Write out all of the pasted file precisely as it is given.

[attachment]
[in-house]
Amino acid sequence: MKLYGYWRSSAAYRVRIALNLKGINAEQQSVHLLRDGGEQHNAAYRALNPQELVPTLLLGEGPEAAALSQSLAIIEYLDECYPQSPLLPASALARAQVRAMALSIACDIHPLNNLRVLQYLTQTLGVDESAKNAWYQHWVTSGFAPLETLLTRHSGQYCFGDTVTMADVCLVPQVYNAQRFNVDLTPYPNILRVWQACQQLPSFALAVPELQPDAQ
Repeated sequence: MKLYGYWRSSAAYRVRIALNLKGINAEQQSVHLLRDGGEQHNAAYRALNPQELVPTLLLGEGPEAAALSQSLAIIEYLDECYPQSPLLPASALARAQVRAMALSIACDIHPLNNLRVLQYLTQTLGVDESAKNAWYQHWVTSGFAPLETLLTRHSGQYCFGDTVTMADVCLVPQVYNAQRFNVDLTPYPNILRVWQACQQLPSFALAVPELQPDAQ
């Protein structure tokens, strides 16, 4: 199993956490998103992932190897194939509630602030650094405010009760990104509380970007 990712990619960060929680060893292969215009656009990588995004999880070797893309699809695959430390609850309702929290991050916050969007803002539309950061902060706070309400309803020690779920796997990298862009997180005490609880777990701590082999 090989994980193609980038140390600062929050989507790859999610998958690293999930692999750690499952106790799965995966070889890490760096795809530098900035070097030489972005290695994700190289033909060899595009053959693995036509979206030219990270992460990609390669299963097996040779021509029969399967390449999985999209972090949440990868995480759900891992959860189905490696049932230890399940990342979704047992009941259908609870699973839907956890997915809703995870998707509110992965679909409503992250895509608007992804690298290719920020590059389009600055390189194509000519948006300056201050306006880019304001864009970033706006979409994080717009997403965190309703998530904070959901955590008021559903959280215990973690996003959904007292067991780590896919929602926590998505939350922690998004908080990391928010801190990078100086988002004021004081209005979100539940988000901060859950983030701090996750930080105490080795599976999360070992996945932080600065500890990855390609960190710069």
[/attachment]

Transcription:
[in-house]
Amino acid sequence: MKLYGYWRSSAAYRVRIALNLKGINAEQQSVHLLRDGGEQHNAAYRALNPQELVPTLLLGEGPEAAALSQSLAIIEYLDECYPQSPLLPASALARAQVRAMALSIACDIHPLNNLRVLQYLTQTLGVDESAKNAWYQHWVTSGFAPLETLLTRHSGQYCFGDTVTMADVCLVPQVYNAQRFNVDLTPYPNILRVWQACQQLPSFALAVPELQPDAQ
Repeated sequence: MKLYGYWRSSAAYRVRIALNLKGINAEQQSVHLLRDGGEQHNAAYRALNPQELVPTLLLGEGPEAAALSQSLAIIEYLDECYPQSPLLPASALARAQVRAMALSIACDIHPLNNLRVLQYLTQTLGVDESAKNAWYQHWVTSGFAPLETLLTRHSGQYCFGDTVTMADVCLVPQVYNAQRFNVDLTPYPNILRVWQACQQLPSFALAVPELQPDAQ
């Protein structure tokens, strides 16, 4: 199993956490998103992932190897194939509630602030650094405010009760990104509380970007 990712990619960060929680060893292969215009656009990588995004999880070797893309699809695959430390609850309702929290991050916050969007803002539309950061902060706070309400309803020690779920796997990298862009997180005490609880777990701590082999 090989994980193609980038140390600062929050989507790859999610998958690293999930692999750690499952106790799965995966070889890490760096795809530098900035070097030489972005290695994700190289033909060899595009053959693995036509979206030219990270992460990609390669299963097996040779021509029969399967390449999985999209972090949440990868995480759900891992959860189905490696049932230890399940990342979704047992009941259908609870699973839907956890997915809703995870998707509110992965679909409503992250895509608007992804690298290719920020590059389009600055390189194509000519948006300056201050306006880019304001864009970033706006979409994080717009997403965190309703998530904070959901955590008021559903959280215990973690996003959904007292067991780590896919929602926590998505939350922690998004908080990391928010801190990078100086988002004021004081209005979100539940988000901060859950983030701090996750930080105490080795599976999360070992996945932080600065500890990855390609960190710069």